01 Sep 1997 A Constitutional Right As Fragile As The Ecosystem
By Nancie G. Marzulla
When Congress returns from its summer recess after Labor Day, it will face a decision of potentially landmark proportions concerning private property rights. Namely, Congress must decide whether to fund the federal share of the Headwaters Agreement announced last fall that calls for the setting aside of 7,500 acres of privately owned redwood forest land in exchange for a cash payment to the property owners.
The agreement, widely hailed by both Democrats and Republicans, is viewed by many as the last, best hope for saving what some ecologists believe is one of the most valuable segments of forest ecosystem and habitat for at least one endangered species. Surprisingly, that agreement is under attack by the environmental community whose protests now threaten to torpedo it and to destroy private property rights in the process.
Although brokered by Senator Dianne Feinstein (D-CA), a well-known champion of environmental protection, the agreement is so constitutionally pristine – i.e., reflects so perfectly the Fifth Amendment’s mandate of just compensation for the taking of private property for public use — that it could have been engineered by James Madison himself. Indeed, Senator Feinstein’s description of the agreement — as a “win-win” for everyone involved and “fair and practical,” in that it protects both jobs and the environment – reflects precisely the genius of the Just Compensation Clause.
Clearly the constitutional framers understood that there would be times when the public need for property would override an individual’s fundamental right to make reasonable and productive use of the land. At the same time, they also understood that it is the owner of private property who has the incentive to make it both economically productive and to protect the resources on it. Indeed, the Headwaters Agreement is a classic case in point. It would be both short-sighted and economically foolish for Pacific Lumber to destroy its privately owned forest with no hope of renewal as environmental groups falsely claim will happen without government intervention.
Nevertheless, the company, Pacific Lumber, is in the business of producing lumber, and it would have preferred cutting and replanting trees to setting aside the forest (all other things being equal). But Pacific Lumber has acquiesced to the environmentalists’ demands and the bargain has been struck. However, as Senator Feinstein also warned, the agreement will only work if “everyone delivers on their part of the deal,” meaning not only the various governmental parties and Pacific Lumber, but the environmental community as well.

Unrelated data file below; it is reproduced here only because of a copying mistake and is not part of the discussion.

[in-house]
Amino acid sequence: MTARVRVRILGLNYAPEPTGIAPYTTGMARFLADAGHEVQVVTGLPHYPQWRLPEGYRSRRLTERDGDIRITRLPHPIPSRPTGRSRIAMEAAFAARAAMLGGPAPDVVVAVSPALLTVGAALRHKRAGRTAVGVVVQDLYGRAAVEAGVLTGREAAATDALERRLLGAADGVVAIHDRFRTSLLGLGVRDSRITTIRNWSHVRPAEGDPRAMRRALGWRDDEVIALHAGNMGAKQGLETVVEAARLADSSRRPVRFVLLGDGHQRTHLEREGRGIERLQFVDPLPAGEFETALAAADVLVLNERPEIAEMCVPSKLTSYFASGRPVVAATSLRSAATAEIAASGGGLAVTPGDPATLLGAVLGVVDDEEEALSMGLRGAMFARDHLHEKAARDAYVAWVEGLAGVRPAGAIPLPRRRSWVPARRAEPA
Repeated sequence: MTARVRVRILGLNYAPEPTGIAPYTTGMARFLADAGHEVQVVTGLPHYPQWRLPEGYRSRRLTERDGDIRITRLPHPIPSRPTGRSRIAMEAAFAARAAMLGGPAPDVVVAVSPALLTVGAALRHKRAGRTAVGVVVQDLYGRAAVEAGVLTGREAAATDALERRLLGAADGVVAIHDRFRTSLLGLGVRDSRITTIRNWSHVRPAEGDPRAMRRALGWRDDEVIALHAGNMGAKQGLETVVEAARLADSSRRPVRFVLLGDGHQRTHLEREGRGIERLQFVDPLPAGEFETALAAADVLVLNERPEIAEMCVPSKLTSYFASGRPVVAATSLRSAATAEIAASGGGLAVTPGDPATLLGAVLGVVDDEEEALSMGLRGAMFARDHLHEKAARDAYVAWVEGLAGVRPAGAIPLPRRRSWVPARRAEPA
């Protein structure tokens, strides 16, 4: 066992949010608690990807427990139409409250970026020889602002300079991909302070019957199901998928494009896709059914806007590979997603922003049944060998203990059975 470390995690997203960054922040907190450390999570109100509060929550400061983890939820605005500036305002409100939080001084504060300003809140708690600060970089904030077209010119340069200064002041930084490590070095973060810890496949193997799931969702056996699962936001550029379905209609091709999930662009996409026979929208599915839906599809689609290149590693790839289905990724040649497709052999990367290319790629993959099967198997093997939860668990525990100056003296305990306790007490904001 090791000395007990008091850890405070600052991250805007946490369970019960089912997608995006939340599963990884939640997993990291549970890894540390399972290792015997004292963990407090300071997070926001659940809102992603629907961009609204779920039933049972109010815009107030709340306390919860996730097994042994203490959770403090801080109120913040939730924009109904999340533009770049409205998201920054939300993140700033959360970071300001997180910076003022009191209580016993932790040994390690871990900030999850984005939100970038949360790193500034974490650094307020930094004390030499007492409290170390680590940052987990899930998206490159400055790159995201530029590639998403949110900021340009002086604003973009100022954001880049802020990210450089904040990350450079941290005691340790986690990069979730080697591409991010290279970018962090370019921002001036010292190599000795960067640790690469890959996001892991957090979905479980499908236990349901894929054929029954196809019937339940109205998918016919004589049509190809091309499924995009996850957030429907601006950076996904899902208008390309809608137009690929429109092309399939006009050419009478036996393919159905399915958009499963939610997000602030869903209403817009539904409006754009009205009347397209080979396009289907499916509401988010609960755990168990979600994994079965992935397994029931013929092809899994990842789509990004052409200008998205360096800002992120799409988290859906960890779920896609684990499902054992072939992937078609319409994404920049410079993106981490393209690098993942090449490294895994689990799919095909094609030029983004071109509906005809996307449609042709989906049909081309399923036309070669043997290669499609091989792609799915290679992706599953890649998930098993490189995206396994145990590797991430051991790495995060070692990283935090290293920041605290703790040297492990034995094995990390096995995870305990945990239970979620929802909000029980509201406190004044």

Having obtained control over 7,500 acres (5,600 from Pacific Lumber, including the 3,000-acre Headwaters and 425-acre Elk Head Springs virgin old growth forests), for less than half the full market value of the property, one would think that the environmental community would be celebrating its victory. Nothing could be farther from the truth. By taking advantage of the current identity crisis in Congress, environmental groups are instead trying to ruin the deal. How else to describe the protests planned for mid-September in both northern California and Houston, Texas as anything but a frontal assault on the agreement?
Environmental groups now want 54,400 acres more of Pacific Lumber’s land, even if it means scuttling the comprehensive environmental protection plan the company is developing for the remainder of its property. Surprisingly, the environmental groups’ new demand for tens of thousands of additional acres fails to include any payment of just compensation for the additional land demanded from Pacific Lumber.
No one, of course, disputes the value of the Headwaters forest to both Pacific Lumber and the environmental groups. The forest is the largest unentered habitat still in private hands. At the same time, the economic value of the land in question is enormous. In late 1992/early 1993, the U.S. Forest Service appraised at $499 million a tract of 4,500 acres (which included Headwaters but not Elk Head Springs, and was 1,100 acres smaller than the 5,600 acres included in the Headwaters Agreement); a separate appraisal of the same 4,500 acres done for the company placed the value a couple of hundred million dollars higher. Since then, redwood prices have increased about seventy percent and the acreage to be preserved has increased nearly twenty-five percent.
Still, for the first time in over a decade in the debate over how to protect both the public and private interests in the environment, something remarkable transpired. A deal was struck that both sides can look to with deep satisfaction. Property would be taken for public use and just compensation would be paid. It is exactly as James Madison would have wanted it.
-Nancie G. Marzulla is president and chief legal counsel of Defenders of Property Rights, the only national legal defense foundation dedicated exclusively to the protection of private property rights, and has been active in analyzing the impact of proposed state and federal laws and regulations.